The Future You: Preparing final year students to transition to employment


Across the sector, institutions have been grappling with constructing meaningful responses to the challenge of employability.  The complexity of managing the expectations of multiple stakeholders, including employers, students and parents, whilst meeting the requirements of academic standards is not to be underestimated. Business Schools have a history of recognising that employability, in conjunction with academic rigour, is central to the design of an effective curriculum. Furthermore, the merits and disadvantages of the embedded versus stand-alone approach to addressing employability and skills development is a long standing debate with no easy answers.

At the University of Bedfordshire Business School, we took the opportunity afforded by undergraduate review in 2013 to establish a clear position on what employability means in our courses and how it can be delivered in a cohesive manner across the full UG degree to all students. Our philosophy is that studying Business is conducted within the context of being able to apply theoretical understanding in practical settings and that this in turn would help to develop students who were attractive to potential employees. Much of the curriculum design therefore centred on the development of the students ability to develop, manage and solve complex and unstructured problems making use of an increasingly wide range of theoretical perspectives as they move through their university career. This helps to address many of the concerns that employers have regularly voiced about Business School graduates. There are however many skills that are not so readily built into the subject specific curriculum. Recognising this, we built an employability thread through the three years that would target some of the hard and soft skills that are required to identify employment opportunities and to take advantage of them. Therefore, the approach is a hybrid of embedding and stand-alone strategies aligned against a clearly articulated development thread that is consistent across all courses and brings students into direct contact with employers and the world of work.

At level 6 (final year) we identified that the key focus needed to be preparing students to be effective practitioners in the workplace, resulting in the creation of a unit entitled ‘The Future You’.

We ask our level 6 students to imagine this scenario:

You are in your first week in a new job and you bump into the CEO. She says "I haven't seen you before, you must be new. Tell me something about yourself". The students are required to begin the development of their Personal Brand; described by Jeff Bezos as being 'what people say about you when you are not in the room'. The Personal Brand provides the academic rigour for the unit and through the learning experience we are encouraging our students not just to think in terms of applying for work but thinking about how they become effective in work (this includes becoming an entrepreneur). The Future You' therefore focuses more on behaviours and attitudes in a variety of situations. It forces students to reflect on how they portray themselves, how they interact and how they might stand out without STANDING OUT!!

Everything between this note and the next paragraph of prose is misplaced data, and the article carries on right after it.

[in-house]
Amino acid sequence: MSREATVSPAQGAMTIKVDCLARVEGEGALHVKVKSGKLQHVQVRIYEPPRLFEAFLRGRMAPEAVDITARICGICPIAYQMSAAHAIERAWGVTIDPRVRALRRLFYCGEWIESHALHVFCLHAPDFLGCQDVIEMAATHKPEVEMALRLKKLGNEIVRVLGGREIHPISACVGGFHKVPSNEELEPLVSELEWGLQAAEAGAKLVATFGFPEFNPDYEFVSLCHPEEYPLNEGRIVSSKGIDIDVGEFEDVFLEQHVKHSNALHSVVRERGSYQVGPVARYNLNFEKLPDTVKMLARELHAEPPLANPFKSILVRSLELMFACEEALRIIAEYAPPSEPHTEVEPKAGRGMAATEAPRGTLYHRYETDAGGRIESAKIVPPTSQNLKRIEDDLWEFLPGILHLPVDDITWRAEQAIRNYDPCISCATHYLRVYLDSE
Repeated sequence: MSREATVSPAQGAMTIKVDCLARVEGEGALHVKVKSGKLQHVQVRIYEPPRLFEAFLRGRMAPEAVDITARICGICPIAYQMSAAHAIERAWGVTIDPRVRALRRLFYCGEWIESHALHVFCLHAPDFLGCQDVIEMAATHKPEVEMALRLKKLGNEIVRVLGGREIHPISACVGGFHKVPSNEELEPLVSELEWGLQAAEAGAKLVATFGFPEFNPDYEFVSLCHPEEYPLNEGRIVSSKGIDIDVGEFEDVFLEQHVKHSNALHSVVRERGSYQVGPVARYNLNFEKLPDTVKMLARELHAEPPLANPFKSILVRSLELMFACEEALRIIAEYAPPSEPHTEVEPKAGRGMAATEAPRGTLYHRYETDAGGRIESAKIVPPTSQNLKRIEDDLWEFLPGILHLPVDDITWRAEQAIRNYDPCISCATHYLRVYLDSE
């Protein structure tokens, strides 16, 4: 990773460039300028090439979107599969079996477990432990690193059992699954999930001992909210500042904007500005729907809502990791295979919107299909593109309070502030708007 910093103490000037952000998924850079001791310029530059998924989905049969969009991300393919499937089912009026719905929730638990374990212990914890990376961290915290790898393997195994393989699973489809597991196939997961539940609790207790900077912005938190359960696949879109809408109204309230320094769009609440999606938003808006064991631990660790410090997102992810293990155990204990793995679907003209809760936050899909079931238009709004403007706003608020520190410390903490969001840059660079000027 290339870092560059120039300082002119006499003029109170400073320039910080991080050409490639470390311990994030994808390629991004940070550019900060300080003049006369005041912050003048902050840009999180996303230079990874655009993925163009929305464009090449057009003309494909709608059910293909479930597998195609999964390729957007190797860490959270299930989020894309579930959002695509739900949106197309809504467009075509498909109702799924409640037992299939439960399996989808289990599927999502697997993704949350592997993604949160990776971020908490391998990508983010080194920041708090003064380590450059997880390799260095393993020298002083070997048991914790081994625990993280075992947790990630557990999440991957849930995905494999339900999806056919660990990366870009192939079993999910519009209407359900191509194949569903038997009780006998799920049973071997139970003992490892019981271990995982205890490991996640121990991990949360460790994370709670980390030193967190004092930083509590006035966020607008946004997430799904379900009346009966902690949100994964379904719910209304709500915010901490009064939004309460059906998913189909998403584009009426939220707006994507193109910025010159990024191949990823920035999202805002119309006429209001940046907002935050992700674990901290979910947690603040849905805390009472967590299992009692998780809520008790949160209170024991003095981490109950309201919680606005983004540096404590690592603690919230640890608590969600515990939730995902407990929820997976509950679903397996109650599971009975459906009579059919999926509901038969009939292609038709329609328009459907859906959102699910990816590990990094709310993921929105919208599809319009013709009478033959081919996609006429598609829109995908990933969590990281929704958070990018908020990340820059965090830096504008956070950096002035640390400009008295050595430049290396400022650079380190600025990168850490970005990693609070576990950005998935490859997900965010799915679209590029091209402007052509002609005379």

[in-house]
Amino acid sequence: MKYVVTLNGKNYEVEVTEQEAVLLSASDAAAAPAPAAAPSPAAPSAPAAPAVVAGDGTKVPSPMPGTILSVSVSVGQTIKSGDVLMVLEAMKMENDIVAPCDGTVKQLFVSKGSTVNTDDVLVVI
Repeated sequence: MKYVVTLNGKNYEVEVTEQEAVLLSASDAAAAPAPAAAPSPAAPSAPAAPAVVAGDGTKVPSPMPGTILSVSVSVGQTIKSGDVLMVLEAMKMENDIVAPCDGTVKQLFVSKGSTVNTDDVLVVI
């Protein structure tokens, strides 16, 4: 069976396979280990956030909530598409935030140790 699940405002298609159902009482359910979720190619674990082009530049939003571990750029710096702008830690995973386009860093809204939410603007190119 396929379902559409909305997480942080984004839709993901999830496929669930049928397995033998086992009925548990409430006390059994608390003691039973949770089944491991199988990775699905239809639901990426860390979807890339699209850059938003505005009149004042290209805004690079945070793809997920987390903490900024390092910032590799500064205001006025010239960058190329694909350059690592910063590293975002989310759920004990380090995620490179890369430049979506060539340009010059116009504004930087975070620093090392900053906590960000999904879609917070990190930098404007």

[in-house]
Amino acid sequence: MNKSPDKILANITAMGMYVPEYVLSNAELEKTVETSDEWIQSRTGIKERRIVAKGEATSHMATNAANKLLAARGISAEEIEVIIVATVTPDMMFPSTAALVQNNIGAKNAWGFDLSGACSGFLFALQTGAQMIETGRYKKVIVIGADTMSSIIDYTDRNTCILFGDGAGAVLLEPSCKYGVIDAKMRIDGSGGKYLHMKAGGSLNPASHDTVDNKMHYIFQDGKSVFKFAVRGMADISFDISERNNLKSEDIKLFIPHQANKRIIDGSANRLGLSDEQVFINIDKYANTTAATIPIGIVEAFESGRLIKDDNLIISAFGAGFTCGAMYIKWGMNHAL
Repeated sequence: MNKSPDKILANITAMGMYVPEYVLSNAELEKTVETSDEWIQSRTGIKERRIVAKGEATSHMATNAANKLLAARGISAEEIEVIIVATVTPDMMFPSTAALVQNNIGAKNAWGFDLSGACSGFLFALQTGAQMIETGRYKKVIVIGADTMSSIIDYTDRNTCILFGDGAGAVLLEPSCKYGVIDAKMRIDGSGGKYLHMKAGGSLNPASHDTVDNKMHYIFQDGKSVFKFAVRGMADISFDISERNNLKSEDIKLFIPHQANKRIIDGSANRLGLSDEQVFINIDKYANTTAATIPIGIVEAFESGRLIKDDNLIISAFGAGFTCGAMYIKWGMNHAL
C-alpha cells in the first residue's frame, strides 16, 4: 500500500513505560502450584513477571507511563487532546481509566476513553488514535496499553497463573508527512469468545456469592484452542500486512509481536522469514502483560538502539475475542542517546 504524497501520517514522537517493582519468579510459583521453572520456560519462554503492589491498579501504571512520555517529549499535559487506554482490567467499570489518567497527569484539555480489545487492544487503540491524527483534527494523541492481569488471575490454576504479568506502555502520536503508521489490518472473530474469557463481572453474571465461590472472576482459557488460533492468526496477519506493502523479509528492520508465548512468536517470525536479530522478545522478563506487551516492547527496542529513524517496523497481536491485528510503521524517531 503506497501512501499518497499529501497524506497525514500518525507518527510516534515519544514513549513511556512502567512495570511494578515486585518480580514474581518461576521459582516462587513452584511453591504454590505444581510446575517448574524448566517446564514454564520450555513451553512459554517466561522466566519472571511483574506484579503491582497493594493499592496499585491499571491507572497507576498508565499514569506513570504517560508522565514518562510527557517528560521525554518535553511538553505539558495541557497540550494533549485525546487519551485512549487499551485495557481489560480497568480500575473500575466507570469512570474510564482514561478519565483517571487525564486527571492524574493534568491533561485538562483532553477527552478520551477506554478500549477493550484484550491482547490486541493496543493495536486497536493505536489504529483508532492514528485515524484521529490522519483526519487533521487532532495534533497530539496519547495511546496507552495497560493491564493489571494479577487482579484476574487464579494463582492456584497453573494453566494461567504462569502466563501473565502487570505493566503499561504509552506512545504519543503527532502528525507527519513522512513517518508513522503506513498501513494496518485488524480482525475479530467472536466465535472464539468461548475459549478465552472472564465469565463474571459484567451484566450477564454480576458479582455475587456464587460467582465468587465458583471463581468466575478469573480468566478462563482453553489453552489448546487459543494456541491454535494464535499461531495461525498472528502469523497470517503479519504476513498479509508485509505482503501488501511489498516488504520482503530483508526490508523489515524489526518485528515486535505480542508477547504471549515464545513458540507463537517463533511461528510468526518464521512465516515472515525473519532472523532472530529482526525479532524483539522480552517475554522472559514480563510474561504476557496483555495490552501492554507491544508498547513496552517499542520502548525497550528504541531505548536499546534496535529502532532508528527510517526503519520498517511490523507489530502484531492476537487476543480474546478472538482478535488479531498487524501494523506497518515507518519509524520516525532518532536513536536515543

The method

The unit is compulsory for all students across all the Business related courses and is delivered in course specific clusters to ensure relevance. Our aims for this unit are very clear and our delivery method is communicated equally clearly. Students are advised from the outset that they will be placed in a variety of situations that may often make them feel uncomfortable and ill at ease. The intention is simple; we want students to recognise their comfort zone and to develop strategies for operating effectively outside it. The principles of challenge and stretch are applied with a view to personal and professional development.

The Future You is delivered in 3 phases. In the first phase students are asked to produce a short video in which they describe their personal brand. Some may choose to do this as a Mood Board or similar artefact.  The emphasis is not on producing a masterpiece but on the reflection about values, motivations, ambitions etc. We are challenging students to make these public and we encourage each of them to receive feedback on the content from as many sources as possible. The underlying question is a challenge “How well do you know yourself? In order to develop this even further we use an external company that provides personal profiling. The results are eye-opening and force a student to recognise themselves in a variety of contexts and understand their dominant traits. Later on we have workshops, kindly run by our Dance and Drama colleagues, which focus on role play, body language and observation.

Why do we use these methods?

The simple answer is that we believe that reflection, self-awareness and understanding are best achieved when we have been challenged so that events become more vivid. We therefore avoid the tick box, paperwork reflective process which, whilst easier to implement, does not have the same level of lasting impact.

Does it work?

Does everyone love Marmite? Feedback from the unit suggests that some students get deeply involved in this process and really enjoy the activities; others find them awkward and this colours their view of the unit. We are perfectly happy with this. Our aim is to challenge and by this encourage deeper awareness and reflection. Even those who do not particularly like the activities tend to acknowledge that they learned a lot about themselves. Some students reject the unit and do not engage, but some students do this anyway in a range of units and we all seek answers to that problem!

By Eliot Lloyd, Senior Lecturer in Strategy and Dr Cathy Minett-Smith, Associate Dean Student Experience, University of Bedfordshire.